The birds were wonderful there—I’ve never lived anywhere so fabulously endowed with birdlife. It was because of the Easement.
The Easement is a strip of land between the park and a housing estate on one side, and another housing estate on the other side. Through the middle ran the creek. At one end, more houses, and at the far end, some farmland afforded us great view of cows with their ‘helpers’, the Little Egrets.
The idea of the Easement is, when it rains which it does even in Australia, usually a year’s supply arrives in about an hour, and the creek very quickly bursts its bank, so the Easement is just a natural no-man’s-land to accommodate the temporary floodwater for the few days or week until it soaks away.
But on the day it rains…
The whole area behind our house used to fill with water, resembling a small—and occasionally quite large—lake. And all the birds would descend, especially if it was the first rain after a few dry weeks or even months. Cormorants, shags, ibis, white-faced blue heron, butcher birds, noisy miners, rosellas, sulphur-crested cockatoos, galahs, purple swamp-hens, coots, magpies, egrets, little and not quite so little, rainbow lorikeets, even, one or twice, pelicans. It was amazing, and all I ever wanted to do was sit and watch. Sometimes I did just that, for hours. And quite often, I’d be menaced into providing the new arrivals with birdfood. (What a Pom!) It really was the most amazing spectacle. The shags used to bathe then hand their wings out to dry, standing like little black feathered scarecrows for hours on end. The galahs and cockatoos would hang upside from the phone lines and flap and squawk, like footballers having their after-match shower.
Even the big lizards got in on the act (and probably the snakes too, though I don’t remember seeing them when it was wet, only when it was very dry). My hubby and I sat and watched one for ages as it swam about in the new lake, its long tail making a curving wake behind it. Not sure if this was the same enormous lizard that dug up my shrubbery to lay about 20 eggs in a big hole one day and then covered them and left without so much as a by your leave. We moved to Lawnton before they hatched—I was sad not to be there to see the babies.
Snakes are probably the one terror people associate with Australia. Well, snakes and spiders. Okay, snakes, spiders and crocodiles. And sharks. Don’t forget the sharks. So, snakes, spiders, crocodiles, and sharks. And jellyfish. And mosquitoes. And I’ve told you about the cockroaches. Oh, and the weevils—you have to keep your baking goods in the freezer, otherwise one hot, damp summer you, like me, will discover that your entire supply of plain flour, self-raising flour, cornflour, your bran, your wholemeal flour, your semolina, and your biscuits will be a squirming mass of weevils, and, like me you will scream in horror and disgust (mainly because you’ve just used several ounces of flour in a roux sauce and wondered naively why the resulting mix was two-toned, the top, wriggling, brown weevilly-stuff and the bottom, white, only slightly-weevilly stuff) and fling out the lot including the expensive Tupperstuff they were stored in, as I couldn’t bear the thought of washing them out and reusing them, then rush back inside to disinfect everything. No baking for weeks and weeks! It was very good for my waistline.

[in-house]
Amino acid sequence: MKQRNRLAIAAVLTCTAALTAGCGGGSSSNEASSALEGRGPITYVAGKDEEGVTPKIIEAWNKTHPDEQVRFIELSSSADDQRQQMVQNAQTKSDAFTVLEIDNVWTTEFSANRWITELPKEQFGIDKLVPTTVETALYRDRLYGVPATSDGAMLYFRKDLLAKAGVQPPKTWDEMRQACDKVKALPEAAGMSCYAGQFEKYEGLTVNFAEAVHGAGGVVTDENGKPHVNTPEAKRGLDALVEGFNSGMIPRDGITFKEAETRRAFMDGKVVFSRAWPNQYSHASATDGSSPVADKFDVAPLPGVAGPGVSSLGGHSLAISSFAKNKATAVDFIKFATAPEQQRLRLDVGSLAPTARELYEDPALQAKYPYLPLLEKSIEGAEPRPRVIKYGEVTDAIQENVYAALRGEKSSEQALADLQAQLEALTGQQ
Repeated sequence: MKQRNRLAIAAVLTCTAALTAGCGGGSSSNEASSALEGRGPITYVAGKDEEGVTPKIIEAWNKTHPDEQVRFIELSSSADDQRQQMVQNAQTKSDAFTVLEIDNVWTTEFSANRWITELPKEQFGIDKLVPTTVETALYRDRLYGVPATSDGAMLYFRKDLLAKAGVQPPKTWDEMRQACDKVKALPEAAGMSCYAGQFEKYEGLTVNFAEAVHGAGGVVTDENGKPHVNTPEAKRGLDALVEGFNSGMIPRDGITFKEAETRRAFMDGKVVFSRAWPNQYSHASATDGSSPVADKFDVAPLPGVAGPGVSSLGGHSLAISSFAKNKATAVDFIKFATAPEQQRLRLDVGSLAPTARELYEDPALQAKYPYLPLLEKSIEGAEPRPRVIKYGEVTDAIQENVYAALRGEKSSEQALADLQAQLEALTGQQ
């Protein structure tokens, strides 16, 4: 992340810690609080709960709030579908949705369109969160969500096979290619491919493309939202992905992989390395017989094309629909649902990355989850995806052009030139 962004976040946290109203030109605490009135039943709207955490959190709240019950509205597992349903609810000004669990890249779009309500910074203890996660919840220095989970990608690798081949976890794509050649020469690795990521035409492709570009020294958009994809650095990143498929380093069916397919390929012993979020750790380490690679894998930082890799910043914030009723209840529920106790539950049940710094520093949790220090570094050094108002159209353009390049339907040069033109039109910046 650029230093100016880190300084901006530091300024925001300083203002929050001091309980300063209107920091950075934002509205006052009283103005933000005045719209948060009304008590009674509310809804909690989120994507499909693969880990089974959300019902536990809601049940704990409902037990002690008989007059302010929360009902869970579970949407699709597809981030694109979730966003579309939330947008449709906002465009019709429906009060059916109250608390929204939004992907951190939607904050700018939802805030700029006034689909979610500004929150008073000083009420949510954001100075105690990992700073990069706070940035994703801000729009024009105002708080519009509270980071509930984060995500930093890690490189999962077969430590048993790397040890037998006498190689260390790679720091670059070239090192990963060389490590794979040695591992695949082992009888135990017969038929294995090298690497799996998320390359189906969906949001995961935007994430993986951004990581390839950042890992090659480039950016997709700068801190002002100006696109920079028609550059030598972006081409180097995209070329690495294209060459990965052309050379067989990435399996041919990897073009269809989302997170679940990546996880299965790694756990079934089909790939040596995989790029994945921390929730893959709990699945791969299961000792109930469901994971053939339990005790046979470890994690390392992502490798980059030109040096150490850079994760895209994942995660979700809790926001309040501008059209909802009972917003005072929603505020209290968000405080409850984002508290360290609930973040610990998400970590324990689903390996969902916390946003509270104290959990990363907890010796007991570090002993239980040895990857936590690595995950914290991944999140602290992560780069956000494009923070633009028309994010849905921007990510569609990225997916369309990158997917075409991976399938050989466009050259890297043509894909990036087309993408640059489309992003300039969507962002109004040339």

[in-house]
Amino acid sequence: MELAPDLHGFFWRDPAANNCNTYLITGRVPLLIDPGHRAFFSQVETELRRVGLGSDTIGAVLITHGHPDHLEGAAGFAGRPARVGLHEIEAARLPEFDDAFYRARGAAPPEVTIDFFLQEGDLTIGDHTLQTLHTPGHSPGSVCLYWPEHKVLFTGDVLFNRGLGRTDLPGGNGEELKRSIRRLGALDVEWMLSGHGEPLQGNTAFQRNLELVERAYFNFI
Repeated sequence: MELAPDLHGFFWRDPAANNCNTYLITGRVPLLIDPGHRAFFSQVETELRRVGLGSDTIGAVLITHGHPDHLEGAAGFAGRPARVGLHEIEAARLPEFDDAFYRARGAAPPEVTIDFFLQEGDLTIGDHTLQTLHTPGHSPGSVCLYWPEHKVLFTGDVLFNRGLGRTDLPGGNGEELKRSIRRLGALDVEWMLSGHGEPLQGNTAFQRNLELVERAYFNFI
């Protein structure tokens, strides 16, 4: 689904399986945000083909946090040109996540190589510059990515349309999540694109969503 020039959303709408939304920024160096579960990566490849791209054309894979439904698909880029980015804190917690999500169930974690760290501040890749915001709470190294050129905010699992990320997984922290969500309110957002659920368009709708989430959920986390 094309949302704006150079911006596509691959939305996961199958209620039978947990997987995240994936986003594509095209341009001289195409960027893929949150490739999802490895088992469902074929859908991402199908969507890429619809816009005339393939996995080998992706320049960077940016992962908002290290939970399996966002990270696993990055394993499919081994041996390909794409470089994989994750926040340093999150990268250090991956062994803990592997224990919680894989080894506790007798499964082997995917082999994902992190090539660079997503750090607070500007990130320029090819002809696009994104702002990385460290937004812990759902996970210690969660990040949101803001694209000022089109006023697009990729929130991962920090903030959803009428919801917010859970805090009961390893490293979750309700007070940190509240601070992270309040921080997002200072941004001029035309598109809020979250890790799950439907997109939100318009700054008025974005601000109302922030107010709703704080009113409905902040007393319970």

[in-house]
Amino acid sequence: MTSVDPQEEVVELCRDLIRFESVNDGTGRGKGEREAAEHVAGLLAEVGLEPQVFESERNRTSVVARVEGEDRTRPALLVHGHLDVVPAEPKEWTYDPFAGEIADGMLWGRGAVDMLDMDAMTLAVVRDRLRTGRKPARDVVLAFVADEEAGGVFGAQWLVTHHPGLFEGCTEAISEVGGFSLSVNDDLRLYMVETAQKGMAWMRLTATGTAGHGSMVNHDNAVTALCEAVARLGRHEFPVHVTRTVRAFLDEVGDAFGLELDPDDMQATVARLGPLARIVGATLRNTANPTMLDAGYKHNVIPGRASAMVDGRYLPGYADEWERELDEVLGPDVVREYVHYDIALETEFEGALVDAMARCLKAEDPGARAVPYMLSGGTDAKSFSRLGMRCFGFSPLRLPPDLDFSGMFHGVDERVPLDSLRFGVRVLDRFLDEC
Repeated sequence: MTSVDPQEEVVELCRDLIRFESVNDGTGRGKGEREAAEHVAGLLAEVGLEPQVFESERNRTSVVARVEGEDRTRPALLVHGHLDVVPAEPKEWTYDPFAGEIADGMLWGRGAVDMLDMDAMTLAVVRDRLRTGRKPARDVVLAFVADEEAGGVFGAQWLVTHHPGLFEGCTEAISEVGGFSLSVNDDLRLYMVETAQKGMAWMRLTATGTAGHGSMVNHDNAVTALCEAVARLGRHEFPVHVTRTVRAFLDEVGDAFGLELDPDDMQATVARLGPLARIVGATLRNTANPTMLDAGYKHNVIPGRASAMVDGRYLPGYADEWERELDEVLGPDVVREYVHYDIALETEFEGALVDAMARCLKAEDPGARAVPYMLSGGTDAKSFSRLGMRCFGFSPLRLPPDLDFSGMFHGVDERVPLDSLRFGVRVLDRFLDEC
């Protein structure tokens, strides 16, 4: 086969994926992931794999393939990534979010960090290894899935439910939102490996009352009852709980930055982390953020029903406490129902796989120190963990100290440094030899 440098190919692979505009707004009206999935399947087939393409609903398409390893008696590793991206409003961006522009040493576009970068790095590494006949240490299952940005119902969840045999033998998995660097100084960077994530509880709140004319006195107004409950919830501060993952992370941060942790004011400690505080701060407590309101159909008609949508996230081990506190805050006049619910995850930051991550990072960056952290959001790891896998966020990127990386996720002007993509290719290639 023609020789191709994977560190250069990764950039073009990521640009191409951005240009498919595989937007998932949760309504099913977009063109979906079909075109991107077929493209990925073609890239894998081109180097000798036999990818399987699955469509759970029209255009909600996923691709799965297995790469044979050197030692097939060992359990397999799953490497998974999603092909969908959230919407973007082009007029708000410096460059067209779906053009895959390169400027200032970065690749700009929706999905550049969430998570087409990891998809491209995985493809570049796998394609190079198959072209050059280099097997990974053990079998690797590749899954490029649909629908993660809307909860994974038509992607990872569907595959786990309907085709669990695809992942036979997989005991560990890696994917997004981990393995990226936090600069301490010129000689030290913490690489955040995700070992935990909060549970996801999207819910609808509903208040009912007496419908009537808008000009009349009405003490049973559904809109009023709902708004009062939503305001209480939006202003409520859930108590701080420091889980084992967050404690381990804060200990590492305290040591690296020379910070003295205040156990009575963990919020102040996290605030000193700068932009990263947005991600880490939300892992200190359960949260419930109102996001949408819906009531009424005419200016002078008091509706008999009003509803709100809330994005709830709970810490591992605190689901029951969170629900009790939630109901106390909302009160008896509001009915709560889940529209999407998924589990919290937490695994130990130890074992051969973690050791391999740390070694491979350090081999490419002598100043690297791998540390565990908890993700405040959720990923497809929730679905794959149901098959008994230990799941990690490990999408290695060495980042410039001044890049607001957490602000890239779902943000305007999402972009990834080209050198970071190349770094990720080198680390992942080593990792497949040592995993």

So snakes, spiders, crocodiles, sharks, jellyfish, mosquitoes and weevils. Apart from those, it’s lovely.
At the junior school, the nice secretary lady had a little book on her desk, so that when the kids came running in from playtime (little lunch) they could identify for the groundskeeper the type of snake they had just seen, and he would go out in his shorts and t-shirt, with his heavy boots and ankle-protectors, and track down the culprit and kill it. And if he couldn’t kill it for whatever reason, or he discovered there were too many for him and assistance would be needed, the playing field (oval) was closed to all pupils forthwith. But that didn’t stop the kids getting bitten by green ants—and that was a painful bite. Green ants are beautiful iridescent ants, about 1.5 to 2 centimetres long, but they have a fondness for young flesh. Okay, let’s be honest, any flesh, and their bite is like the worst stinging-nettle sting you can imagine, and doesn’t ease off for about half an hour. So as you can imagine, play times and sports days were great fun for all the family.
I know, being the greenest Poms ever to come off the boat, we were a bit over-protective of our children. But I was still gobsmacked when the headteacher of the school sent a letter home to all the parents requesting that they ensure they always make their children wear shoes to school, and to stop sending them barefoot.
It was an amazing experience, mostly weird, often terrifying, but it didn’t kill us, it did make us stronger, and when we came back from Aussie after four and a half years, we were very sad and wondered if we were doing the right thing in coming back. We had some wonderful experiences Down Under, and hope one day to return, this time, forewarned!